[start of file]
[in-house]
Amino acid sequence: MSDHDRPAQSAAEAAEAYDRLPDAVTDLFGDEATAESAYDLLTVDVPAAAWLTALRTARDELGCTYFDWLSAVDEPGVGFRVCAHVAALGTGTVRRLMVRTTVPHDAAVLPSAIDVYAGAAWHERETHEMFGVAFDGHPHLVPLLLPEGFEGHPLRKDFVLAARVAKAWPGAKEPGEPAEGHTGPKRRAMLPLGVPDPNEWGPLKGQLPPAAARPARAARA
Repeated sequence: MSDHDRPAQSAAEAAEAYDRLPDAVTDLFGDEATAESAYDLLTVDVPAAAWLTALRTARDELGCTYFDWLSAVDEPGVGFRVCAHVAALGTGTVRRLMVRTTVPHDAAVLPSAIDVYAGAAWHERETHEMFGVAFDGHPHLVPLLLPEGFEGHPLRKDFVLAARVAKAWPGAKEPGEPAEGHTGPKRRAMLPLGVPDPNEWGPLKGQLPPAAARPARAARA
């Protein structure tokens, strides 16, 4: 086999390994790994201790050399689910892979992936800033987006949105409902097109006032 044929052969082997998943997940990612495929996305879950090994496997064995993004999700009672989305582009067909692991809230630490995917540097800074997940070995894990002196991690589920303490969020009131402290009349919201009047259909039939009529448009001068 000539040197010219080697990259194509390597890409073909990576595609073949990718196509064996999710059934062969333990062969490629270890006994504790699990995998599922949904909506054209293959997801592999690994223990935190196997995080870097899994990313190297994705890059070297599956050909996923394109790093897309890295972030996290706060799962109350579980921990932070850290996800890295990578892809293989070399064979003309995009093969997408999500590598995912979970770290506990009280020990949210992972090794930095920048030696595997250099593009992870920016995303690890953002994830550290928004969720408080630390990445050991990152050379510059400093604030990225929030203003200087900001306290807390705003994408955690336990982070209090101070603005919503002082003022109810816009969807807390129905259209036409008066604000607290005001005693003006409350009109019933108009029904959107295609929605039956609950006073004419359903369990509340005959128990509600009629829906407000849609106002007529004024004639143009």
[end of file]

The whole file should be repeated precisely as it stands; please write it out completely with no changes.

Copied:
[in-house]
Amino acid sequence: MSDHDRPAQSAAEAAEAYDRLPDAVTDLFGDEATAESAYDLLTVDVPAAAWLTALRTARDELGCTYFDWLSAVDEPGVGFRVCAHVAALGTGTVRRLMVRTTVPHDAAVLPSAIDVYAGAAWHERETHEMFGVAFDGHPHLVPLLLPEGFEGHPLRKDFVLAARVAKAWPGAKEPGEPAEGHTGPKRRAMLPLGVPDPNEWGPLKGQLPPAAARPARAARA
Repeated sequence: MSDHDRPAQSAAEAAEAYDRLPDAVTDLFGDEATAESAYDLLTVDVPAAAWLTALRTARDELGCTYFDWLSAVDEPGVGFRVCAHVAALGTGTVRRLMVRTTVPHDAAVLPSAIDVYAGAAWHERETHEMFGVAFDGHPHLVPLLLPEGFEGHPLRKDFVLAARVAKAWPGAKEPGEPAEGHTGPKRRAMLPLGVPDPNEWGPLKGQLPPAAARPARAARA
């Protein structure tokens, strides 16, 4: 086999390994790994201790050399689910892979992936800033987006949105409902097109006032 044929052969082997998943997940990612495929996305879950090994496997064995993004999700009672989305582009067909692991809230630490995917540097800074997940070995894990002196991690589920303490969020009131402290009349919201009047259909039939009529448009001068 000539040197010219080697990259194509390597890409073909990576595609073949990718196509064996999710059934062969333990062969490629270890006994504790699990995998599922949904909506054209293959997801592999690994223990935190196997995080870097899994990313190297994705890059070297599956050909996923394109790093897309890295972030996290706060799962109350579980921990932070850290996800890295990578892809293989070399064979003309995009093969997408999500590598995912979970770290506990009280020990949210992972090794930095920048030696595997250099593009992870920016995303690890953002994830550290928004969720408080630390990445050991990152050379510059400093604030990225929030203003200087900001306290807390705003994408955690336990982070209090101070603005919503002082003022109810816009969807807390129905259209036409008066604000607290005001005693003006409350009109019933108009029904959107295609929605039956609950006073004419359903369990509340005959128990509600009629829906407000849609106002007529004024004639143009």